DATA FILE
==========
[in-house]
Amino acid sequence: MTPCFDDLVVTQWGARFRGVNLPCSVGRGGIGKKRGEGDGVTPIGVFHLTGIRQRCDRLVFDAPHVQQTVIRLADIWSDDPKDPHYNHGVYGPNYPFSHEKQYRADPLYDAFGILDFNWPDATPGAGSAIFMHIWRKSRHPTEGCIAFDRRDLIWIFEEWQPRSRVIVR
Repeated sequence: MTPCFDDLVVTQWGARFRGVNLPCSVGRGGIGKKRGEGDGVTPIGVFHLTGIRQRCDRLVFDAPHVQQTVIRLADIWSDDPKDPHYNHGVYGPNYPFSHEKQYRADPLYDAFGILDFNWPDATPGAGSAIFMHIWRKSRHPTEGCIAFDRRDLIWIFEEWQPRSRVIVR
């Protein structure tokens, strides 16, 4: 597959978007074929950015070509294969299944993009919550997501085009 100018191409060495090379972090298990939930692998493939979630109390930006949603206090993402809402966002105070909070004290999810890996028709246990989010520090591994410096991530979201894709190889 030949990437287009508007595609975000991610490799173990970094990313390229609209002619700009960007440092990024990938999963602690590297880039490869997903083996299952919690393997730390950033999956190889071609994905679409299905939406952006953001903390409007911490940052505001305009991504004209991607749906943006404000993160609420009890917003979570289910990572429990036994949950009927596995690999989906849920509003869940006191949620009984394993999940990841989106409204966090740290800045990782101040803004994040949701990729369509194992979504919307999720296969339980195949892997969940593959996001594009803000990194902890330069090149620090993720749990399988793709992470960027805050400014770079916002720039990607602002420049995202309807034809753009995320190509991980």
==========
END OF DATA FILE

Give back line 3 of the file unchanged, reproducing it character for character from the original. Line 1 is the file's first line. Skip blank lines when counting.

Repeated sequence: MTPCFDDLVVTQWGARFRGVNLPCSVGRGGIGKKRGEGDGVTPIGVFHLTGIRQRCDRLVFDAPHVQQTVIRLADIWSDDPKDPHYNHGVYGPNYPFSHEKQYRADPLYDAFGILDFNWPDATPGAGSAIFMHIWRKSRHPTEGCIAFDRRDLIWIFEEWQPRSRVIVR